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J Psychiatr Res. 2019 Jul;114:120-125. doi: 10.1016/j.jpsychires.2019.04.010. Epub 2019 Apr 12.

Social exclusion in schizophrenia: Psychological and cognitive consequences.

Author information

1
Department of Veterans Affairs VISN 22 Mental Illness Research, Education, and Clinical Center (MIRECC), Greater Los Angeles VA Healthcare System 11301 Wilshire Blvd, Building 210, Los Angeles, CA, 90073, USA; UCLA Semel Institute for Neuroscience & Human Behavior, David Geffen School of Medicine, 760 Westwood Plaza, Los Angeles, CA, 90024, USA. Electronic address: lenafelice@ucla.edu.
2
(c)Cousins Center for Psychoneuroimmunology, Semel Institute for Neuroscience, UCLA, 300 Medical Plaza Driveway, Los Angeles, CA, 90024, USA.
3
UCLA Semel Institute for Neuroscience & Human Behavior, David Geffen School of Medicine, 760 Westwood Plaza, Los Angeles, CA, 90024, USA; Department of Veterans Affairs VISN 22 Mental Illness Research, Education, and Clinical Center (MIRECC), Greater Los Angeles VA Healthcare System 11301 Wilshire Blvd, Building 210, Los Angeles, CA, 90073, USA.
4
Department of Veterans Affairs VISN 22 Mental Illness Research, Education, and Clinical Center (MIRECC), Greater Los Angeles VA Healthcare System 11301 Wilshire Blvd, Building 210, Los Angeles, CA, 90073, USA; UCLA Semel Institute for Neuroscience & Human Behavior, David Geffen School of Medicine, 760 Westwood Plaza, Los Angeles, CA, 90024, USA.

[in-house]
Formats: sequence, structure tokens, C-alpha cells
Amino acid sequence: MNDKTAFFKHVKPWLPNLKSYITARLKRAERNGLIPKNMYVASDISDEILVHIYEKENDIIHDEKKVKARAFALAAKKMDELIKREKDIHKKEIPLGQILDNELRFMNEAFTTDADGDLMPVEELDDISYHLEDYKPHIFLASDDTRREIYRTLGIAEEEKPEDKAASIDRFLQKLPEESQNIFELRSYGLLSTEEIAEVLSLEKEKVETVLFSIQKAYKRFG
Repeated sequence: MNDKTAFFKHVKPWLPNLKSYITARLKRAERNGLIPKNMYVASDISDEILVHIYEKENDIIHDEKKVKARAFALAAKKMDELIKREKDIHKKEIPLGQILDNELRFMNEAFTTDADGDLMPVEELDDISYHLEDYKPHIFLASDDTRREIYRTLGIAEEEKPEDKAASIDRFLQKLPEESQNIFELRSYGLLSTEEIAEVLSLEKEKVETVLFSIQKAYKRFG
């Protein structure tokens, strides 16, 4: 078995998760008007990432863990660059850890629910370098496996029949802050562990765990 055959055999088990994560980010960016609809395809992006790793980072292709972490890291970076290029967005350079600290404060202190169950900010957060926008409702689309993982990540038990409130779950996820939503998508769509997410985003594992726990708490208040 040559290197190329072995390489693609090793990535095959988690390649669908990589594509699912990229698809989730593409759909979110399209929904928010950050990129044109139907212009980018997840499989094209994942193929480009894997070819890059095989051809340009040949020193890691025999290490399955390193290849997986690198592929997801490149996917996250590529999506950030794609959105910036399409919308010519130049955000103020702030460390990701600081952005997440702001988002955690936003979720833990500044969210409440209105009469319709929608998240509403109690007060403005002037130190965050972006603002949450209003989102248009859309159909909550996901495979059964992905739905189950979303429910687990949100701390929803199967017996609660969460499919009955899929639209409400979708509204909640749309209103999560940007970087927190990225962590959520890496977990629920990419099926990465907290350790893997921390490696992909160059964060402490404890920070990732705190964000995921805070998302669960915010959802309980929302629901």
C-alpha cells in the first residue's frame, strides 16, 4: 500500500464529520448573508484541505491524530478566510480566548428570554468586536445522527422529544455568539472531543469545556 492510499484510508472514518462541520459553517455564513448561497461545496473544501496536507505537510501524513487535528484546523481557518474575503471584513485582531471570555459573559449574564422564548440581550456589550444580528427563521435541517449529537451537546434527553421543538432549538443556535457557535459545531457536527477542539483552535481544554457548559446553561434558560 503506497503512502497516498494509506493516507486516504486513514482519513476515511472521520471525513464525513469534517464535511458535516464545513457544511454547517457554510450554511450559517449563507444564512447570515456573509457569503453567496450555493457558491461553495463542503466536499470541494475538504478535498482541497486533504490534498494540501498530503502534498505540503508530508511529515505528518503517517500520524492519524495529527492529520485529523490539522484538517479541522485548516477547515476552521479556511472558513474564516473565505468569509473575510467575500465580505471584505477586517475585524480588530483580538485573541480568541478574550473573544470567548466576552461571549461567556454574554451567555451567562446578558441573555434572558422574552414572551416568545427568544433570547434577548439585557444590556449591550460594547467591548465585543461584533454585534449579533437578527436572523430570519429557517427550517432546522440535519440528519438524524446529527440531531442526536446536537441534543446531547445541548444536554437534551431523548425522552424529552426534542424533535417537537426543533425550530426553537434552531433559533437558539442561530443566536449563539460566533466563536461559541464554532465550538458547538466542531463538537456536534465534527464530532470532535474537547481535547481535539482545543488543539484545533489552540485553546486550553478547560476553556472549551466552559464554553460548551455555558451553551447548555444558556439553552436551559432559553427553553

Abstract

Social exclusion is associated with reduced self-esteem and cognitive impairments in healthy samples. Individuals with schizophrenia experience social exclusion at a higher rate than the general population, but the specific psychological and cognitive consequences for this group are unknown. We manipulated social exclusion in 35 participants with schizophrenia and 34 demographically-matched healthy controls using Cyberball, a virtual ball-tossing game in which participants believed that they were either being included or excluded by peers. All participants completed both versions of the task (inclusion, exclusion) on separate visits, as well as measures of psychological need security, working memory, and social cognition. Following social exclusion, individuals with schizophrenia showed decreased psychological need security and working memory. Contrary to expectations, they showed an improved ability to detect lies on the social cognitive task. Controls showed a decrease in psychological security after exclusion that was larger than that seen in the schizophrenia group. The results suggest that social support and interventions targeting social integration may benefit community functioning by reducing cognitive impairments and psychological stress.

KEYWORDS:

Cognition; Cyberball; Schizophrenia; Social exclusion

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